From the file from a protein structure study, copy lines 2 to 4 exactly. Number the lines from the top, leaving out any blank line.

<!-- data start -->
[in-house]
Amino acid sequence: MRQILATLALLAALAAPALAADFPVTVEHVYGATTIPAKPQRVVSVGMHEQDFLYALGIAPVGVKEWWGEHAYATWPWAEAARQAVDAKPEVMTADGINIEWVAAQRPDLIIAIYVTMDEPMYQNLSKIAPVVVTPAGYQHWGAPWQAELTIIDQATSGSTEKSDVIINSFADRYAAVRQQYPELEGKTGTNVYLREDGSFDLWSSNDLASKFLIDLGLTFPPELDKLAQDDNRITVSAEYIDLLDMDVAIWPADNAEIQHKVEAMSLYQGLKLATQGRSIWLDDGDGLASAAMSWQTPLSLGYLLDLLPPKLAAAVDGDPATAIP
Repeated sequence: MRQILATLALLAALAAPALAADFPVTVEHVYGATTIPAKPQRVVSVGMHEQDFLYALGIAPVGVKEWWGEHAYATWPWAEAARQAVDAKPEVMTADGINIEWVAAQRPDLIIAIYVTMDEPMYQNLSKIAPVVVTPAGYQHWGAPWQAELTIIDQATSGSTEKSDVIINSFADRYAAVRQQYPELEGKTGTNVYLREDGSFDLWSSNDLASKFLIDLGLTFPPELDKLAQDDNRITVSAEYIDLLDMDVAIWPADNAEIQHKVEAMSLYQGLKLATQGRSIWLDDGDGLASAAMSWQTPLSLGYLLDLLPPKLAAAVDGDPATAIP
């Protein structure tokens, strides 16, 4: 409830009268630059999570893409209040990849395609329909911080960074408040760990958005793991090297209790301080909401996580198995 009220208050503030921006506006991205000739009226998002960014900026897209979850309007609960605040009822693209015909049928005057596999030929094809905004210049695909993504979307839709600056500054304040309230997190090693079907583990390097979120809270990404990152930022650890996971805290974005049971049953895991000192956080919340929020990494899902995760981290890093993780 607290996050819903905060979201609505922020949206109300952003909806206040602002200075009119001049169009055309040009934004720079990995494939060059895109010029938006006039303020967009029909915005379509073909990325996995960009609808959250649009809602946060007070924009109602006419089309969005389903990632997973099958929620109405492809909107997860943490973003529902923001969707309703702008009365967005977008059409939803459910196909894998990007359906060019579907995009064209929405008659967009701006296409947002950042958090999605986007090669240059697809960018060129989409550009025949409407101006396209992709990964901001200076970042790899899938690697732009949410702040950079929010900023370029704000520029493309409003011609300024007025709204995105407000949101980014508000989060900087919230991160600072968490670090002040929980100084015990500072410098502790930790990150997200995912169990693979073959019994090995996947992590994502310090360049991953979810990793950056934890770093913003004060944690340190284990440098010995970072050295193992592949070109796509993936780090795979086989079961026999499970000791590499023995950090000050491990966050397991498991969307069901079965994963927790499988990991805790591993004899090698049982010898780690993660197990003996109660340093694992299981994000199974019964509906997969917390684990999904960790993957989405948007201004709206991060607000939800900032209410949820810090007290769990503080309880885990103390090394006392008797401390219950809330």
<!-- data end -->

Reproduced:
Amino acid sequence: MRQILATLALLAALAAPALAADFPVTVEHVYGATTIPAKPQRVVSVGMHEQDFLYALGIAPVGVKEWWGEHAYATWPWAEAARQAVDAKPEVMTADGINIEWVAAQRPDLIIAIYVTMDEPMYQNLSKIAPVVVTPAGYQHWGAPWQAELTIIDQATSGSTEKSDVIINSFADRYAAVRQQYPELEGKTGTNVYLREDGSFDLWSSNDLASKFLIDLGLTFPPELDKLAQDDNRITVSAEYIDLLDMDVAIWPADNAEIQHKVEAMSLYQGLKLATQGRSIWLDDGDGLASAAMSWQTPLSLGYLLDLLPPKLAAAVDGDPATAIP
Repeated sequence: MRQILATLALLAALAAPALAADFPVTVEHVYGATTIPAKPQRVVSVGMHEQDFLYALGIAPVGVKEWWGEHAYATWPWAEAARQAVDAKPEVMTADGINIEWVAAQRPDLIIAIYVTMDEPMYQNLSKIAPVVVTPAGYQHWGAPWQAELTIIDQATSGSTEKSDVIINSFADRYAAVRQQYPELEGKTGTNVYLREDGSFDLWSSNDLASKFLIDLGLTFPPELDKLAQDDNRITVSAEYIDLLDMDVAIWPADNAEIQHKVEAMSLYQGLKLATQGRSIWLDDGDGLASAAMSWQTPLSLGYLLDLLPPKLAAAVDGDPATAIP
């Protein structure tokens, strides 16, 4: 409830009268630059999570893409209040990849395609329909911080960074408040760990958005793991090297209790301080909401996580198995 009220208050503030921006506006991205000739009226998002960014900026897209979850309007609960605040009822693209015909049928005057596999030929094809905004210049695909993504979307839709600056500054304040309230997190090693079907583990390097979120809270990404990152930022650890996971805290974005049971049953895991000192956080919340929020990494899902995760981290890093993780 607290996050819903905060979201609505922020949206109300952003909806206040602002200075009119001049169009055309040009934004720079990995494939060059895109010029938006006039303020967009029909915005379509073909990325996995960009609808959250649009809602946060007070924009109602006419089309969005389903990632997973099958929620109405492809909107997860943490973003529902923001969707309703702008009365967005977008059409939803459910196909894998990007359906060019579907995009064209929405008659967009701006296409947002950042958090999605986007090669240059697809960018060129989409550009025949409407101006396209992709990964901001200076970042790899899938690697732009949410702040950079929010900023370029704000520029493309409003011609300024007025709204995105407000949101980014508000989060900087919230991160600072968490670090002040929980100084015990500072410098502790930790990150997200995912169990693979073959019994090995996947992590994502310090360049991953979810990793950056934890770093913003004060944690340190284990440098010995970072050295193992592949070109796509993936780090795979086989079961026999499970000791590499023995950090000050491990966050397991498991969307069901079965994963927790499988990991805790591993004899090698049982010898780690993660197990003996109660340093694992299981994000199974019964509906997969917390684990999904960790993957989405948007201004709206991060607000939800900032209410949820810090007290769990503080309880885990103390090394006392008797401390219950809330």